Footers can be found at the bottom of almost every web page, and often take many forms, depending on the type of content on a website. Regardless of the form they take, their presence is critical (and highly underrated). (NNGroup)
A footer for a website is a great design element that helps navigate on any web page. It saves time, helps confused visitors, and increases their loyalty and conversions. Let’s revise the best examples of website footer design and give some practical tips for using them in your websites.
Website footer development is a story of how to help the user and at the same time achieve the business goals of the client. You will be surprised again, but the visibility of footers is considered to be very high. How come?
Based on the data from 25 million web views, the Chartbeat content analytics and digital publishing insights team has conducted research on the impact of any content in real-time and has compiled a graph that proves the user’s distance from the heading of a web page.
Surprisingly, it turned out that there were no too long pages and too far removed headers and footers at all. Just have a look:
Anyway, website footers are an integral part of any full-fledged website, and you have to deal with it while building your platforms for the most sophisticated users. That’s where website footer best practices will come in handy.
Developing the optimal footer for a website isn’t always a top priority for a web designer. Given that the footer is at the very bottom of a web page, it’s easy to assume that most website visitors will hardly notice it in the end, and therefore not all developers pay enough attention to it. And that’s too bad because it pays. The footer is actually a very important part of any website UX.
Moreover, some of them go down at once to find what they need extra fast (social media buttons, contacts, awards, testimonials, addressees, or other business notices) so, never give up or underestimate the meaning of the website footer from the start.
About 70% of visitors can scroll to the footer, and about 25% of visitors will always scroll to the bottom.
A visitor who scrolls to the very bottom of a site is certainly looking for more information. This means that you have to provide them with this information in an intuitive way. Therefore, pay attention to potentially required elements that should be added in the footer of every page on your site as the best practice html website footer.
You may include most of the following elements in the footer or just a few that you would like to emphasize. Do it wisely not to overdo it because your UX is still the key. The list of the most common elements that every site visitor expects to find in the footer may be:
Needless to say that do not try to place absolutely all of these elements in the footer. Instead, choose only a few essential elements, emphasizing the main message you want to convey to your visitors. Let common sense be the key leveler of your UX design solutions.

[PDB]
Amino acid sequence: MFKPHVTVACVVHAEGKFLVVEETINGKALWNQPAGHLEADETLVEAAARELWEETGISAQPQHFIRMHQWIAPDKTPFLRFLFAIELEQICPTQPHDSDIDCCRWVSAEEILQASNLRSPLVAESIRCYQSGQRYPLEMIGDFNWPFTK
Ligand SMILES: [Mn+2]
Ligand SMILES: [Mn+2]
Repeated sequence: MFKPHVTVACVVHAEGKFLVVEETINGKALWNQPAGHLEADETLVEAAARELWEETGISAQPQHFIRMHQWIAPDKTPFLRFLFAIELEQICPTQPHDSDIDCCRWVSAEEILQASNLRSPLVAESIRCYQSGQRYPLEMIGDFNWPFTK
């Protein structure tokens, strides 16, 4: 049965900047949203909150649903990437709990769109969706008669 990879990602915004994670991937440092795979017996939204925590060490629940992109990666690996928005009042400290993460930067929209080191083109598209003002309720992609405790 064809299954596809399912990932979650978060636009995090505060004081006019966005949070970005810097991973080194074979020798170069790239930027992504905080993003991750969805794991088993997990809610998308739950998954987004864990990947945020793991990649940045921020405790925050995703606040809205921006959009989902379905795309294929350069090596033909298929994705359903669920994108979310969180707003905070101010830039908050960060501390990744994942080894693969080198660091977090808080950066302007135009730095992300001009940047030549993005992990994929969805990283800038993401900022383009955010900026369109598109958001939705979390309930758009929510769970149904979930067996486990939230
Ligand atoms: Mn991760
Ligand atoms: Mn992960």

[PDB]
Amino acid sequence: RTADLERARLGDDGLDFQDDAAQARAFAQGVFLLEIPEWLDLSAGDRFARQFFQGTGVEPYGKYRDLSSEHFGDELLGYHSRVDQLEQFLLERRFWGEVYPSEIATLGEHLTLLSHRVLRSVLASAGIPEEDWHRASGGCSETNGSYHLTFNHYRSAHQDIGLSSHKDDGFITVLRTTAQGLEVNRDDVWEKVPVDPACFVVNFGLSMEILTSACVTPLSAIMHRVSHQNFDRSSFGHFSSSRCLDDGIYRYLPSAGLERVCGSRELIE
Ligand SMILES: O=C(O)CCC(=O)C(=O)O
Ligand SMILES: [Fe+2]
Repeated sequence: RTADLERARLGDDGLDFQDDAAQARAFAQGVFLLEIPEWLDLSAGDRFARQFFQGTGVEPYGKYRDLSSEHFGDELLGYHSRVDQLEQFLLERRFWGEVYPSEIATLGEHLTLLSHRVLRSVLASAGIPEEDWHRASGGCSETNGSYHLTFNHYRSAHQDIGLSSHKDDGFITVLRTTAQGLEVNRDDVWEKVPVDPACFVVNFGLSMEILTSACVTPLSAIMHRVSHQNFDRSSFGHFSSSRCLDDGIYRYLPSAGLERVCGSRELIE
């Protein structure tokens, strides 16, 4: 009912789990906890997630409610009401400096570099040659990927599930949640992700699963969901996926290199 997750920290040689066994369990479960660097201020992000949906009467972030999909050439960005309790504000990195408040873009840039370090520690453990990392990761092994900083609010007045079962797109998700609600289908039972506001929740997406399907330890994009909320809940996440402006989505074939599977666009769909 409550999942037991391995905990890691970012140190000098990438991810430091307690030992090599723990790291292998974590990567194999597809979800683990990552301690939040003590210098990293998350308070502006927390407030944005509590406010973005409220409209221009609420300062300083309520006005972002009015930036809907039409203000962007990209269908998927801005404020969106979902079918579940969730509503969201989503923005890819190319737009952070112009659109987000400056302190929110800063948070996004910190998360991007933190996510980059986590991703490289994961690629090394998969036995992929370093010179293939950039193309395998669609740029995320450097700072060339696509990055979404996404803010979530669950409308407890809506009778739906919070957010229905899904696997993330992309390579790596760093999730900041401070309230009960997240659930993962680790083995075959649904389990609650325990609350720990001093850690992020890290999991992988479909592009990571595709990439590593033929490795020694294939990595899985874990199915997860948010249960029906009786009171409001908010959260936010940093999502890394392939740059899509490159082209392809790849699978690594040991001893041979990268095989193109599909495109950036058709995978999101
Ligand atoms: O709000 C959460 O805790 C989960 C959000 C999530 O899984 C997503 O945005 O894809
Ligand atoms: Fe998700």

Of course, there are many advanced technologies to try as best practices for creating and filling in the website footer spaces. It’s better to be clean and careful as they may affect your UX and the overall website aesthetics.
And of course, there are some things that should never be done, varies in the project specifics and other factors. Things to avoid:
Placing the entire menu in the footer is a decision that requires great care. If your web pages are too long and the impact of your navigation might be lost when users reach your footer, then keeping the entire menu at the bottom is helpful.
However, if you have shorter web pages and/or many items on the main menu, this practice will only frustrate your website users.
Shit happens but beware of broken and empty links. Double-check everything. You don’t want users to click on an element and then navigate to a 404. Likewise, you don’t want them to click on a link that does nothing. Make sure all the links inserted are accurate and updated.
Choosing a footer that takes up a lot of space is decisive. It gets even more difficult when you make your sites mobile-responsive. You wouldn’t want people to keep scrolling through the footer praying that this is over. Make sure the footer is optimized for mobile devices (you may need to remove some links or render them more compact).
Interlinking issues are a side effect that may occur even to a well-thought UX. People from Bootcamp say that if you lose your users as they interact with your footer, it definitely won’t help your UX. Make sure all external and internal links open in a new tab. If the link opens in the same tab, make sure users log out or return to your home web page.
If you have a footer on a website, adding infinite scrolling doesn’t make sense. The point of the footer is to allow the users to find it and access the information needed. If the footer isn’t even visible, or it scrolls all day and night without any reason, then it shouldn’t be there at all.
Website footer design best practices will hint at what’s good or what’s wrong with your footer. Of course, opinions may vary, but the leading UX design principles remain human-centricity and make decisions out of common sense. Thus, some principles are impossible to avoid:
Put in the footer everything the user is looking for and provide a positive user experience with no obstacles.
A website footer is a crucial element of any website that needs to be given enough attention. Place in your footer the optimal amount of information that your site visitors expect to find there. And it is clear that there are many methods, and the set of possible information elements is really large. Though, make sure you pick what’s aligned with your website logic and common sense, with your end-user in mind.
Feel free to add best practices for the website footer in the comments below.
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